Iraq Crisis: Muqtada al-Sadr’s Resignation Prompts Communal Clash

Iraq Crisis: Muqtada al-Sadr’s Resignation Prompts Communal Clash
Muqtada al-Sadr, former Iraqi head of state and leader of the Sadrist Movement | Image source: Anadolu Agency

Despite Iraq’s two-decade democratic experiment, fighting among political factions could soon lead to civil war, as Muqtada al-Sadr’s resignation and clashes have revealed the bitterness of the Shi’ite power struggle. A rival Shiite bloc –  the pro-Iran Coordination Framework – clashed with supporters of cleric al-Sadr, in Baghdad’s latest violence. The green zone of Baghdad was the scene of an exchange of heavy gunfire between both groups.

In the gunfire that erupted during Monday’s clashes, at least 17 people were killed and close to 100 were wounded. According to AFP, doctors stated that at least 15 of al-Sadr’s followers had been killed by gunfire, and approximately 350 other protesters had been hurt. Several media outlets have reported that the heavily fortified green zone has become a besieged area.

Who Is al-Sadr?

For more than two decades, Muqtada al-Sadr has been a dominant figure in Iraqi public and political life. His Mahdi Army emerged as one of the most powerful militias, which fought the US and allied Iraqi government forces in the aftermath of the invasion that toppled former ruler Saddam Hussein. Eventually, he rebranded them as the Peace Brigades, who remain one of the biggest militias in Iraq.

With his black turban, dark eyes, and bulky physique, al-Sadr, one of Iraq’s most recognisable personalities, spoke up for common Iraqis who were suffering from high unemployment, frequent power outages, and corruption. He is one of the select few individuals capable of drawing down hundreds of thousands of fans after immediately mobilising them onto the streets. Since being stormed twice in protest of the impasse in July and August, hundreds have set up camp outside the legislature.

Formerly an ally of Iran, al-Sadr cut ties with Iraq’s Shia neighbour and recast himself as a patriot, seeking to halt US and Iranian meddling in the country’s domestic affairs.

What Has Caused The Clash?

Clashes broke out after Muqtada al-Sadr resigned. Overnight, the Iraqi capital witnessed some of the worst violence in recent years as fighters exchanged gunfire, and tracer rounds illuminated the night sky. Supporters of his party are demanding new elections. A government complex in Baghdad that was once the palace of Saddam Hussein was stormed by the militants in response. The crisis was set off about a year ago, when al-Sadr and his supporters – the “Sadrists” – rejected a power-sharing deal with other factions. Although the al-Sadr block won the elections that were held in October, he withdrew all of his MPs in June, leaving Iraq in a state of political uncertainty. He had demanded that no politician in the government, after the 2003 US invasion, should continue in their respective position. Mustafa al-Kadhemi was chosen as the new prime minister, and a caretaker administration was established.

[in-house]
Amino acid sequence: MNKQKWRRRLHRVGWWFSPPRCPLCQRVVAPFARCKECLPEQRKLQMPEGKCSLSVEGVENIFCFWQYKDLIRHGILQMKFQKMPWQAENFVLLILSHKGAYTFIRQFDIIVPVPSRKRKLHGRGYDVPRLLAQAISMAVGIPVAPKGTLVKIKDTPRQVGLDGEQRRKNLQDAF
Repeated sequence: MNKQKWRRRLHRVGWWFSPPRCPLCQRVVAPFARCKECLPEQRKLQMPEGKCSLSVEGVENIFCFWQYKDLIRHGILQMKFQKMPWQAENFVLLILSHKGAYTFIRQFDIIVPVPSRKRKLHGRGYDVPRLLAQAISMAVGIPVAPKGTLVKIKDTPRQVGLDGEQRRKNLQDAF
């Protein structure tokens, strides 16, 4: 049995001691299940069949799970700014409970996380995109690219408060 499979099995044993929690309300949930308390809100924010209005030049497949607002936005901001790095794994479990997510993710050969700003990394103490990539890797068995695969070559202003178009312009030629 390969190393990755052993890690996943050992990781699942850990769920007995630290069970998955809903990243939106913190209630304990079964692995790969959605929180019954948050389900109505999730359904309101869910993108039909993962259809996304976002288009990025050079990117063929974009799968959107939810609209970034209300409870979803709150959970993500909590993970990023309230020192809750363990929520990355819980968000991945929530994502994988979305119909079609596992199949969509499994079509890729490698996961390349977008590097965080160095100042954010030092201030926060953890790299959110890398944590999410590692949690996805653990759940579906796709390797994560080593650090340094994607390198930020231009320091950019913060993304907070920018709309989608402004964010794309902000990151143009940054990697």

Experts who talked to the Wall Street Journal and Arab News claimed that al-Sadr’s retirement is what precipitated the riots, but they also noted that the cleric was forewarned that such a situation would arise. Additionally, they said that his resignation and lack of planning allowed his followers to act however they pleased. Hamzeh Hadadm of the European Council on Foreign Relations was quoted as stating, “The more terrifying thought on this is that he is giving his followers the green light to do whatever they like.”

What Are The Reactions From Iraqis?

Iraqis said that the internal strife had little to do with the problems that plague them on a daily basis because of droughts, rising costs, unemployment, power outages, and a failing economy. Their primary concerns are a lack of access to water and deteriorating infrastructure.

Baghdad’s green zone, which is home to both government facilities and international embassies, has seen the most violence. Due to the confrontations, the Dutch embassy personnel were compelled to transfer to the German mission.

Security authorities said that part of the fighting had taken place between the Iraqi military,  the Coalition Framework and the Peace Brigades. Former Iraqi Prime Minister Nouri al-Maliki is in charge of the coalition framework, an association of rival Shia parties. Before any new polls are conducted, the Coalition Framework intends to designate a head of state. Social media videos appeared to show some combatants employing powerful weapons, such as rocket-propelled grenades (RPGs).

In the middle of the conflict, Iran has shut its borders with Iraq, while Kuwait has asked its residents to evacuate the nation immediately. In addition, Mustafa al-Kadhimi, the interim prime minister of Iraq and a supporter of al-Sadr, has imposed a statewide curfew following violence in a number of other cities. He has called on the powerful cleric to step in and put a halt to the violence, while also suspending cabinet sessions.

Muqtada al-Sadr declared that he would go on a hunger strike unless “sons from all sides” stopped using violence. In his statement on Monday, he said, “I had decided not to interfere in political affairs, but I now announce my final retirement and the closure of all [Sadrist] institutions.” Some religious sites linked to his movement will remain open.


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